Visiting Research Scholar Lecture
During the latter half of the fourth century CE, the Iranian Empire encountered enemies that would call its very foundations into question: the Huns. Migrating from the Eurasian steppes, the Huns surprised an empire without previous experience of imperialist nomads, conquering Iran's territories in Bactria and Gandhara and establishing royal dynasties in the city states beyond its northeastern frontiers. An Iran that had claimed to subordinate all outside powers now found itself subject to nomadic rulers demanding tribute.
To overcome the challenges the Huns posed to the ideology and infrastructure of the empire, the court creatively developed the corpus of Zoroastrian cosmological and mythical historical traditions – the Avestan sources of the idea of Iran – to provide new modes of representation and models for political action appropriate to the unfavorable circumstances of the age. Histories of the mythical Kayanian kings, the Sasanians' ancestors, represented the fifth–century crisis as the resumption of the Avesta's storied struggle between Iran and Turan, between the civilized allies of Ohrmazd and Ahremanic barbarian nomads. At the same time, mythical history provided paradigms for a peaceful relationship with the Roman Empire, which became a partner of Iran in the fifth century. These histories, moreover, represented the empire as the collaborative venture of dynasties both aristocratic and royal, facilitating the consolidation of the aristocratic networks that marshaled men and material in the empire's service. The resulting reinvention of Iran laid the foundations – ideological, infrastructural, and social – of the expansionist empire of the sixth and early seventh centuries.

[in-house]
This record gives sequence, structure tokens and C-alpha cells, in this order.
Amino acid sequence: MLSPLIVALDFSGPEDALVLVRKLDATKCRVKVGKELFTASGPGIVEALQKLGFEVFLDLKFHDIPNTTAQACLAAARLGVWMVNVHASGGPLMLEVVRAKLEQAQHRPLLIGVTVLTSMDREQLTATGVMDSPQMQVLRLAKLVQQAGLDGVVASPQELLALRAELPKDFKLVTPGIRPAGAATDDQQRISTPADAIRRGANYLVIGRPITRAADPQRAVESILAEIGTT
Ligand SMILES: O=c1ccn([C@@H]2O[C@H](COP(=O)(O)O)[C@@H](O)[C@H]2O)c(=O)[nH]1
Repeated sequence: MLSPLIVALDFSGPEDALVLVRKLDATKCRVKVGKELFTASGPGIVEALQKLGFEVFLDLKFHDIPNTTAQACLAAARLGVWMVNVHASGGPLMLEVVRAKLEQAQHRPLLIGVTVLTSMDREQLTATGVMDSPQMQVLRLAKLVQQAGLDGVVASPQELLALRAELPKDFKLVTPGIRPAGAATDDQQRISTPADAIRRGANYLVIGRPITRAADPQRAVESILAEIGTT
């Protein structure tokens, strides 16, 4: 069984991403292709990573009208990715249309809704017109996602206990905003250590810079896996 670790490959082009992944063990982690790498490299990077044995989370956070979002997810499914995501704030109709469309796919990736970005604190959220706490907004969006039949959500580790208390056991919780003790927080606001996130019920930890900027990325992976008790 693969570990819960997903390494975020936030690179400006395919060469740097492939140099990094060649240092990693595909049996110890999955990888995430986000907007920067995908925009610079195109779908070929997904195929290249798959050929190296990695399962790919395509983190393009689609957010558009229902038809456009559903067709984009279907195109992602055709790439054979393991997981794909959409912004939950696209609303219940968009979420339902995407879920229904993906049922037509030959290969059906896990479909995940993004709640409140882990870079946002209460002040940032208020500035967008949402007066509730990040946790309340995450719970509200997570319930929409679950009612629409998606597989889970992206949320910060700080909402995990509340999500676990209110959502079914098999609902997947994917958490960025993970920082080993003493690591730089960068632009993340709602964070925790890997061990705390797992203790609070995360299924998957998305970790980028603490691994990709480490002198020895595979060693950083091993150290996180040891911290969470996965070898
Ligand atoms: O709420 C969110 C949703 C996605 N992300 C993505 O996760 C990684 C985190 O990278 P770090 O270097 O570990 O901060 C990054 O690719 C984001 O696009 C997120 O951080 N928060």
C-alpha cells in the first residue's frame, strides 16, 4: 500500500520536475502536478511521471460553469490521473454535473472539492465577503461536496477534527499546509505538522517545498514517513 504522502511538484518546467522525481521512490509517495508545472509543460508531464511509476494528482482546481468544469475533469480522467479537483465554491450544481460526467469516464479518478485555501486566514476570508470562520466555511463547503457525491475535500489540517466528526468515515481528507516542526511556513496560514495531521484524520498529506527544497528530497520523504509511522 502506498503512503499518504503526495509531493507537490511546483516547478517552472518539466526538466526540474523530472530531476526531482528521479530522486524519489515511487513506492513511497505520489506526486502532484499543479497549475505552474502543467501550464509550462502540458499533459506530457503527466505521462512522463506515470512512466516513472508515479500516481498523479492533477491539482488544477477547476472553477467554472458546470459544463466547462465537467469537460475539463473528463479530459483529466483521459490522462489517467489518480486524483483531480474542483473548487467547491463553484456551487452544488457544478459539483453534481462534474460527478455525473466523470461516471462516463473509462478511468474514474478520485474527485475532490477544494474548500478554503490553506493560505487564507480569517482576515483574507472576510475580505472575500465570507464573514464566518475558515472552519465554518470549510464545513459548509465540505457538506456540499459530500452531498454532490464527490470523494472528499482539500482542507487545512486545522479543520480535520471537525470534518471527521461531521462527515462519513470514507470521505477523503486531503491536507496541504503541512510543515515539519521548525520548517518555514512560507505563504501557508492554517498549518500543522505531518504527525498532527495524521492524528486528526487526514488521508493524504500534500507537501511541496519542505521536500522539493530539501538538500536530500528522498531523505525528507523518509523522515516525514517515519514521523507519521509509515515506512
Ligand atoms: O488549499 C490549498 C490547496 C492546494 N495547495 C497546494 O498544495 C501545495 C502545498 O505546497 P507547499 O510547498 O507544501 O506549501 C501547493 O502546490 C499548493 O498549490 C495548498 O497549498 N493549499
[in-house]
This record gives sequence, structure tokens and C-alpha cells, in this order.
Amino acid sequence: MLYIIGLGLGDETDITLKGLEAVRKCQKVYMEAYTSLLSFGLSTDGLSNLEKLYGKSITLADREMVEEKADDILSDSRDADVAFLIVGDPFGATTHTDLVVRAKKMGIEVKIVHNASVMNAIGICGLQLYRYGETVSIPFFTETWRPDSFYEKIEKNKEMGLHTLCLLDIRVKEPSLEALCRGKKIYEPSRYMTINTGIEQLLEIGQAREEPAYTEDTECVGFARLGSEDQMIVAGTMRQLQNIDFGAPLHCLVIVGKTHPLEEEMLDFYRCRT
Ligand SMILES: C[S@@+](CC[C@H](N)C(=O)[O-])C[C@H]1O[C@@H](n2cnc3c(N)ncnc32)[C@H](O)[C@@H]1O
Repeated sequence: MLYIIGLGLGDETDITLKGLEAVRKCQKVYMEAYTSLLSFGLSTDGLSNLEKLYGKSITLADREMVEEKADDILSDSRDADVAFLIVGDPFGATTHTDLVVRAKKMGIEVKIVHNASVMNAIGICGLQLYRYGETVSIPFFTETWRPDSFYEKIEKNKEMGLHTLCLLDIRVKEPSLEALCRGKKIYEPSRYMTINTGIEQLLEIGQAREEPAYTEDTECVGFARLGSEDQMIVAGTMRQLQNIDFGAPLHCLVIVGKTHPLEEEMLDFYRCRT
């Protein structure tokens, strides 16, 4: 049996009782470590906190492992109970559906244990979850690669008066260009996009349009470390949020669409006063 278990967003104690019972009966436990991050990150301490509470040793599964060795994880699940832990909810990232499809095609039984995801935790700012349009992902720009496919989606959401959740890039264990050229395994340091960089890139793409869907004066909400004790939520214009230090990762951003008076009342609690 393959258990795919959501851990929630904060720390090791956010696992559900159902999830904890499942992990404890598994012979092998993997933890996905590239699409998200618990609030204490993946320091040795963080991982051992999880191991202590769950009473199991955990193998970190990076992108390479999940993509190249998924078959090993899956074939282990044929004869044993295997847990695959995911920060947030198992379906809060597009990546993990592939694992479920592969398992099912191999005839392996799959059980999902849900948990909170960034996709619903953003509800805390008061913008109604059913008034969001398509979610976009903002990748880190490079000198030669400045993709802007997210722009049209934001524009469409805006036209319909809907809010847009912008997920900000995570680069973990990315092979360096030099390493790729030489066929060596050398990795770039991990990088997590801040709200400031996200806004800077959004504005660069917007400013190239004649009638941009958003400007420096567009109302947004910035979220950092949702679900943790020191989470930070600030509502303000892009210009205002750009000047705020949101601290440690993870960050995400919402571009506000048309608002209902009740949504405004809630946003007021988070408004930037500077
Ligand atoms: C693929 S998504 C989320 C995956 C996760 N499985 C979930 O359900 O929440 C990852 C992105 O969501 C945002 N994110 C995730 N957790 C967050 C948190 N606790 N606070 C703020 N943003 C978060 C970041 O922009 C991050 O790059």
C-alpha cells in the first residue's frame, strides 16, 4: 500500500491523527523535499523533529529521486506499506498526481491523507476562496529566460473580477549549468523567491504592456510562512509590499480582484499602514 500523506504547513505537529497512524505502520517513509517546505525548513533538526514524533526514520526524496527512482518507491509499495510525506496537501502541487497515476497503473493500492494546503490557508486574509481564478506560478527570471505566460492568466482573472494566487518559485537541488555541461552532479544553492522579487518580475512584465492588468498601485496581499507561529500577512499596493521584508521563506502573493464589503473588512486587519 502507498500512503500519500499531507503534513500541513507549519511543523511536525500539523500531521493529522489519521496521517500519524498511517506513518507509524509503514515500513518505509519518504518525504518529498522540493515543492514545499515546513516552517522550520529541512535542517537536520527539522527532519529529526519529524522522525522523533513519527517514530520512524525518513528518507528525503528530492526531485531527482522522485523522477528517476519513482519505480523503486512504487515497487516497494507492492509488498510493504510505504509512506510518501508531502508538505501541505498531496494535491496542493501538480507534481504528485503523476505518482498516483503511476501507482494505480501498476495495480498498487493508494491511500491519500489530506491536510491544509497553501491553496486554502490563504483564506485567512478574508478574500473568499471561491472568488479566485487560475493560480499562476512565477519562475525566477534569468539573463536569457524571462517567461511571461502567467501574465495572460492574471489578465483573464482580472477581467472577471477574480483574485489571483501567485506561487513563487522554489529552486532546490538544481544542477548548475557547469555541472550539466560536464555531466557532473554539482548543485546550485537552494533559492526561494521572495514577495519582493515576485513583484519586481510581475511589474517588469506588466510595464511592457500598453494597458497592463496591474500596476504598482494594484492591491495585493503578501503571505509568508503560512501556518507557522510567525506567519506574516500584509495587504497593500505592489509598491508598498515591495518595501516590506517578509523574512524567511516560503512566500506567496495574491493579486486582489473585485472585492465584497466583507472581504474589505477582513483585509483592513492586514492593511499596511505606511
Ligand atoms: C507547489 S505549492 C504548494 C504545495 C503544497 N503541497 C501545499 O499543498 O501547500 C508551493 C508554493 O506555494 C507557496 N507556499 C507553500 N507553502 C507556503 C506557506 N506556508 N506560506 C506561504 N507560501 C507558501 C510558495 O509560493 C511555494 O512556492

Reception to follow
Event is open to the public